The Congestion Charge, Ultra Low Emission Zone (ULEZ) and Low Emission Zone (LEZ) have been reintroduced from Monday 18 May. There had been a temporary suspension of charges due to coronavirus. For more information, visit the Transport for London website.
The UK has an extensive public transport network but should you wish to drive to London or use a car while you're in town, there are some important things to know: not least that Britons drive on the left side of the road!
London is easy to reach using the UK's motorway network – with the M1, M2, M3, M4, M11, M20, M23, M25 and M40 motorways in or near London – as well as a multitude of major A-roads. All of London's motorways intersect the M25 orbital motorway. There are good road connections with London's airports and relevant ports.
You can also bring a car or motorcycle into the UK via Eurotunnel or ferry.
Before arriving, it is essential to ensure that you are adequately insured and that your vehicle is roadworthy. Take a look at everything you need to know about driving in the UK after Brexit.
See the official UK government website for full details of legal requirements for drivers.
If you do plan to drive in Britain, you should obtain a copy of the Highway Code, which details the rules of the road including street signs. It is available at bookshops and Tourist Information Centres, or read it online on the official UK government website.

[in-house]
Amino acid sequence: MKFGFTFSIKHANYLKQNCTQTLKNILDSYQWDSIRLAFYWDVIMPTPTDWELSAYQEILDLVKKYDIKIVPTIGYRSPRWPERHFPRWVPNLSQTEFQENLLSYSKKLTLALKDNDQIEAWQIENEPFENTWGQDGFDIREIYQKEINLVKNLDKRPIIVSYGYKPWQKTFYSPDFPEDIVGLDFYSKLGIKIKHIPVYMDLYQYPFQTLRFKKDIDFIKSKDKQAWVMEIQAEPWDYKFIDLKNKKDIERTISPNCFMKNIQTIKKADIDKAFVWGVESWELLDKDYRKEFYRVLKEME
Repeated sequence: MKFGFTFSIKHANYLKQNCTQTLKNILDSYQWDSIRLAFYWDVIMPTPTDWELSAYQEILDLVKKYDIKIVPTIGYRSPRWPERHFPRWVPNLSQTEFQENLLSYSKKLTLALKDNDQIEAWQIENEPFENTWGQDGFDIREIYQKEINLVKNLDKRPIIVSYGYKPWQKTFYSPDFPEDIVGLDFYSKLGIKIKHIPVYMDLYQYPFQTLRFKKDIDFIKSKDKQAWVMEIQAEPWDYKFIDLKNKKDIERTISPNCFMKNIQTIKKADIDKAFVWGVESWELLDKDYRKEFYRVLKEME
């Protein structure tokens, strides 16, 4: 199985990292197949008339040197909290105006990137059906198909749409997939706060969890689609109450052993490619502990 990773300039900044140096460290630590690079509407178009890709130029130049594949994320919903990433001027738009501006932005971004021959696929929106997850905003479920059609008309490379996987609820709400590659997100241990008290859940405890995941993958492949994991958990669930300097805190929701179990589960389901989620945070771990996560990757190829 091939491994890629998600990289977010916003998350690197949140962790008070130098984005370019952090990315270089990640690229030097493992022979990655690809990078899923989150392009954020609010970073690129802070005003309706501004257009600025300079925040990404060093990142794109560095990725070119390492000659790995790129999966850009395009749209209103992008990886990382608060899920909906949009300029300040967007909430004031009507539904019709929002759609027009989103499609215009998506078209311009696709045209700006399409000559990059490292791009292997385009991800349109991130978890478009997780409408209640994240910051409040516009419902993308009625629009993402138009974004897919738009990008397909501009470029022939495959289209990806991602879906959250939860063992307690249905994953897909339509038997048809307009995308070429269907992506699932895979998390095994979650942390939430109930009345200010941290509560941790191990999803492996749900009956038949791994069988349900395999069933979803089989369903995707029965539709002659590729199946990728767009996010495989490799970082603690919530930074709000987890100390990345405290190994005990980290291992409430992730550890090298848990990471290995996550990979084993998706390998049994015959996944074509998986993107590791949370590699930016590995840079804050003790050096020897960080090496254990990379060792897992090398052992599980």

Find out more about London's roads and driving conditions.
Car hire in London
London's points of arrival, including airports, train stations and sea ports are all well served by car hire companies, which you can book in advance. Always use a reputable car hire company.
Adapted vehicles for disabled drivers can be hired from London airports and locations in the city. For more information, visit the Disabled Motoring UK website.
Car parks in London
Parking in London can prove quite difficult if you don't know where to go. There are car parking companies operating in London with properties throughout the city. NCP (National Car Parks) run about 100 car parks in London, including airport car parks.
London's Congestion Charge
The Congestion Charge applies to drivers of most vehicles in central London between 7am and 6pm, Monday to Friday, excluding public holidays and between Christmas Day and New Year’s Day.
The charging zone is clearly marked by traffic signs and road markings. Motorcyles and electric cars are exempt from the charge, or may qualify for a discount. Disabled drivers are also exempt but must apply in advance.
For more information on London's Congestion Charge, visit TfL's Congestion Charge page.